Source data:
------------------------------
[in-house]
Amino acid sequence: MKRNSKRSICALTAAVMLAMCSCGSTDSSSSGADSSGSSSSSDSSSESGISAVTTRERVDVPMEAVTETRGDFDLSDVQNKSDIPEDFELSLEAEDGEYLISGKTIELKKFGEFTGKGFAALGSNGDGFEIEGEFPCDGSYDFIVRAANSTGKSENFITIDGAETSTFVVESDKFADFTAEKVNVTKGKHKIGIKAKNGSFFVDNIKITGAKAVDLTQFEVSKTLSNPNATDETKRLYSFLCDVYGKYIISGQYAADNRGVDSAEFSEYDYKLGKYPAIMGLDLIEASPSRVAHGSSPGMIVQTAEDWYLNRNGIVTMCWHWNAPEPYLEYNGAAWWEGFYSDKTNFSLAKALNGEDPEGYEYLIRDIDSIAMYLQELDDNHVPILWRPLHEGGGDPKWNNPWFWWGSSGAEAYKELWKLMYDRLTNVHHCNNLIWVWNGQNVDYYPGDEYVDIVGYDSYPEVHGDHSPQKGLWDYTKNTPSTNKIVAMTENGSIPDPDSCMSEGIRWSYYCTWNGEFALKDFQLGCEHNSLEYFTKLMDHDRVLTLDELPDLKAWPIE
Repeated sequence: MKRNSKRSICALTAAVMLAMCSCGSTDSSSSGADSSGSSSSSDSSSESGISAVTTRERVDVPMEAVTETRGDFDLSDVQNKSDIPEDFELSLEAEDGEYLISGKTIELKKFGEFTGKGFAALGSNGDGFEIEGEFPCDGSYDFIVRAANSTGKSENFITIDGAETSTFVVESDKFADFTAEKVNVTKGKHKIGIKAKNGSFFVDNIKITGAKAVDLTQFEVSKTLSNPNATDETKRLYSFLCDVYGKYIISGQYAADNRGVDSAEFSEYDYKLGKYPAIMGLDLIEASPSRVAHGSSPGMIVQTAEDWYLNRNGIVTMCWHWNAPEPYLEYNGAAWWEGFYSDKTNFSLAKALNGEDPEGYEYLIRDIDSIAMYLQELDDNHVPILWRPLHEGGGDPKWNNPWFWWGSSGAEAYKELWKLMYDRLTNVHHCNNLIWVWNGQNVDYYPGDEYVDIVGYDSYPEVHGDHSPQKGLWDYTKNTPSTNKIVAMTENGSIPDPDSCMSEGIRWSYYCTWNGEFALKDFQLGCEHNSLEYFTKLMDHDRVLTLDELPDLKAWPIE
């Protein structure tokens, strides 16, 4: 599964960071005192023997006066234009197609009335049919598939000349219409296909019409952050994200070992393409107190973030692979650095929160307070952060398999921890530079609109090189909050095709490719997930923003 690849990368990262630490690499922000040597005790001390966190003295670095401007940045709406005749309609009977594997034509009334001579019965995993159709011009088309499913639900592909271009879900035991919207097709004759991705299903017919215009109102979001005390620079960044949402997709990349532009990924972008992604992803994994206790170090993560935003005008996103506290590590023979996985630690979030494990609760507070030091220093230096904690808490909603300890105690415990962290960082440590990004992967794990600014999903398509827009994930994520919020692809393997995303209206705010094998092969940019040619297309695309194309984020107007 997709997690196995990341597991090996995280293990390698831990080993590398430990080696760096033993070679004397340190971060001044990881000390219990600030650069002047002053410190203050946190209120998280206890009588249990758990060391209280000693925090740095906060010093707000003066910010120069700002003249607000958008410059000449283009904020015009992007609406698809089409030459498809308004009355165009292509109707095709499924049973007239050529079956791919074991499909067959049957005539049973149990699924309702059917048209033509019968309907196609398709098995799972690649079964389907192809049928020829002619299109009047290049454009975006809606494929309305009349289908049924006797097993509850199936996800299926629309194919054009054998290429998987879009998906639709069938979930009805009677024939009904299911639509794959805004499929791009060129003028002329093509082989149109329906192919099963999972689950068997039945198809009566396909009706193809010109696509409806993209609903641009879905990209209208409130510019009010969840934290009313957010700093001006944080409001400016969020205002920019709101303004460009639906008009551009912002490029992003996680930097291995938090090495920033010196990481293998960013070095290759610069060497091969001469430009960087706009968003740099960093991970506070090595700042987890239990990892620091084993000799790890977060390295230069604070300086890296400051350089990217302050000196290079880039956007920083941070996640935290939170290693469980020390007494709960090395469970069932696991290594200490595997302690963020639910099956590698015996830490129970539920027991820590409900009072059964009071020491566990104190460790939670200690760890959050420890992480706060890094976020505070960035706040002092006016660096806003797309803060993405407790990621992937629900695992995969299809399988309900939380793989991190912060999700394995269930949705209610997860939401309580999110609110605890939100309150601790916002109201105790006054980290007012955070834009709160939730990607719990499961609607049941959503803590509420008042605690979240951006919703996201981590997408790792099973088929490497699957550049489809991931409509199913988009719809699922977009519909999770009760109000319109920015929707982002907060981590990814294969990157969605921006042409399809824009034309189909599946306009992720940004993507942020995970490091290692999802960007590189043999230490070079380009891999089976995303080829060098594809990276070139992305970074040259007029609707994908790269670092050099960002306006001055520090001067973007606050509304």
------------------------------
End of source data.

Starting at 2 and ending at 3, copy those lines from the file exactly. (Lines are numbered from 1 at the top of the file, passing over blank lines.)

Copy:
Amino acid sequence: MKRNSKRSICALTAAVMLAMCSCGSTDSSSSGADSSGSSSSSDSSSESGISAVTTRERVDVPMEAVTETRGDFDLSDVQNKSDIPEDFELSLEAEDGEYLISGKTIELKKFGEFTGKGFAALGSNGDGFEIEGEFPCDGSYDFIVRAANSTGKSENFITIDGAETSTFVVESDKFADFTAEKVNVTKGKHKIGIKAKNGSFFVDNIKITGAKAVDLTQFEVSKTLSNPNATDETKRLYSFLCDVYGKYIISGQYAADNRGVDSAEFSEYDYKLGKYPAIMGLDLIEASPSRVAHGSSPGMIVQTAEDWYLNRNGIVTMCWHWNAPEPYLEYNGAAWWEGFYSDKTNFSLAKALNGEDPEGYEYLIRDIDSIAMYLQELDDNHVPILWRPLHEGGGDPKWNNPWFWWGSSGAEAYKELWKLMYDRLTNVHHCNNLIWVWNGQNVDYYPGDEYVDIVGYDSYPEVHGDHSPQKGLWDYTKNTPSTNKIVAMTENGSIPDPDSCMSEGIRWSYYCTWNGEFALKDFQLGCEHNSLEYFTKLMDHDRVLTLDELPDLKAWPIE
Repeated sequence: MKRNSKRSICALTAAVMLAMCSCGSTDSSSSGADSSGSSSSSDSSSESGISAVTTRERVDVPMEAVTETRGDFDLSDVQNKSDIPEDFELSLEAEDGEYLISGKTIELKKFGEFTGKGFAALGSNGDGFEIEGEFPCDGSYDFIVRAANSTGKSENFITIDGAETSTFVVESDKFADFTAEKVNVTKGKHKIGIKAKNGSFFVDNIKITGAKAVDLTQFEVSKTLSNPNATDETKRLYSFLCDVYGKYIISGQYAADNRGVDSAEFSEYDYKLGKYPAIMGLDLIEASPSRVAHGSSPGMIVQTAEDWYLNRNGIVTMCWHWNAPEPYLEYNGAAWWEGFYSDKTNFSLAKALNGEDPEGYEYLIRDIDSIAMYLQELDDNHVPILWRPLHEGGGDPKWNNPWFWWGSSGAEAYKELWKLMYDRLTNVHHCNNLIWVWNGQNVDYYPGDEYVDIVGYDSYPEVHGDHSPQKGLWDYTKNTPSTNKIVAMTENGSIPDPDSCMSEGIRWSYYCTWNGEFALKDFQLGCEHNSLEYFTKLMDHDRVLTLDELPDLKAWPIE